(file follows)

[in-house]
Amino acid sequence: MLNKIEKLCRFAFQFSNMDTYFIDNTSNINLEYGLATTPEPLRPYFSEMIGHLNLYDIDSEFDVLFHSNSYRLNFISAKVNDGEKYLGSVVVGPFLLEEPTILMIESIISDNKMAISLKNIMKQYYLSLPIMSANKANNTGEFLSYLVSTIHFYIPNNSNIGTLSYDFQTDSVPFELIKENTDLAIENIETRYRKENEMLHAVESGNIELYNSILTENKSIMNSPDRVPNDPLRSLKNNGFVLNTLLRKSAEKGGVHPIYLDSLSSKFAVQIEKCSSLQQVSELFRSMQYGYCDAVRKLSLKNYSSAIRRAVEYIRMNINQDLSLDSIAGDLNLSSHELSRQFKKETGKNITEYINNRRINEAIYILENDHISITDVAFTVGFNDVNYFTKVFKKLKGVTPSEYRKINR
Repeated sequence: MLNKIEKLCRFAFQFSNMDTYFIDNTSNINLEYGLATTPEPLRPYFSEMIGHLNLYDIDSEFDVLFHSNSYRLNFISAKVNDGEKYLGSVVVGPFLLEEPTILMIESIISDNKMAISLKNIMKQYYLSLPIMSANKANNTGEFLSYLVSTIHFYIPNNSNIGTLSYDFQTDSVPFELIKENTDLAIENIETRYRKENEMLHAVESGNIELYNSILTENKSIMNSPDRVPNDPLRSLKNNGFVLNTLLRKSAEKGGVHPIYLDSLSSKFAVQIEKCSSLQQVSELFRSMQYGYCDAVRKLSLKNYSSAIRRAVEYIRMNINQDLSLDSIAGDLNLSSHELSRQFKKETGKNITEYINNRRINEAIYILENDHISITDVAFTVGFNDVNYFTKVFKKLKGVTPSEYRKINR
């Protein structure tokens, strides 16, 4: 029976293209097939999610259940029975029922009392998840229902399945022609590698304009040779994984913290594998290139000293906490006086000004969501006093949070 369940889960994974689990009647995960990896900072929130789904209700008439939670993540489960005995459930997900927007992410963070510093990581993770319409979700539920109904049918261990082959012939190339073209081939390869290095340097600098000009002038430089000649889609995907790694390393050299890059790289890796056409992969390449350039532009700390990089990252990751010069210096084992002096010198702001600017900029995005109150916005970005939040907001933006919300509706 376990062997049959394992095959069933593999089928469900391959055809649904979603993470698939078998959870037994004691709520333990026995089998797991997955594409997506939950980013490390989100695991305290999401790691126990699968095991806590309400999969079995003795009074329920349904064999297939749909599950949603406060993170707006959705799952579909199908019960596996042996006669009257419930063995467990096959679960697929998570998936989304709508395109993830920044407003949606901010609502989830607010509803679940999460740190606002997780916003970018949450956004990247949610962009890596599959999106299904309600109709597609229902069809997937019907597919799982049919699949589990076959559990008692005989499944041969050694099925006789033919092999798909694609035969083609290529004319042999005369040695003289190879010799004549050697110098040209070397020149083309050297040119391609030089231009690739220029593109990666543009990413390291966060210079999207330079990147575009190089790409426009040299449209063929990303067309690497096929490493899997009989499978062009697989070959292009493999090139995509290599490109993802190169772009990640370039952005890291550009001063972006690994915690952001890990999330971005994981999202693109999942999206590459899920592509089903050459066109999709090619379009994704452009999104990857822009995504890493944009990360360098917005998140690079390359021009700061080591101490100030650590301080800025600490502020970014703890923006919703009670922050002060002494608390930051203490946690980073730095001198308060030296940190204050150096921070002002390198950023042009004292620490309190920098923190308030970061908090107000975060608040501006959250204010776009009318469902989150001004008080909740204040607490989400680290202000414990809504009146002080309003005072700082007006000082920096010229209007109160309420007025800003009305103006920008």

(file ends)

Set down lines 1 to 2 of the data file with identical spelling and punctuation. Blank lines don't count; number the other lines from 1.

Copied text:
[in-house]
Amino acid sequence: MLNKIEKLCRFAFQFSNMDTYFIDNTSNINLEYGLATTPEPLRPYFSEMIGHLNLYDIDSEFDVLFHSNSYRLNFISAKVNDGEKYLGSVVVGPFLLEEPTILMIESIISDNKMAISLKNIMKQYYLSLPIMSANKANNTGEFLSYLVSTIHFYIPNNSNIGTLSYDFQTDSVPFELIKENTDLAIENIETRYRKENEMLHAVESGNIELYNSILTENKSIMNSPDRVPNDPLRSLKNNGFVLNTLLRKSAEKGGVHPIYLDSLSSKFAVQIEKCSSLQQVSELFRSMQYGYCDAVRKLSLKNYSSAIRRAVEYIRMNINQDLSLDSIAGDLNLSSHELSRQFKKETGKNITEYINNRRINEAIYILENDHISITDVAFTVGFNDVNYFTKVFKKLKGVTPSEYRKINR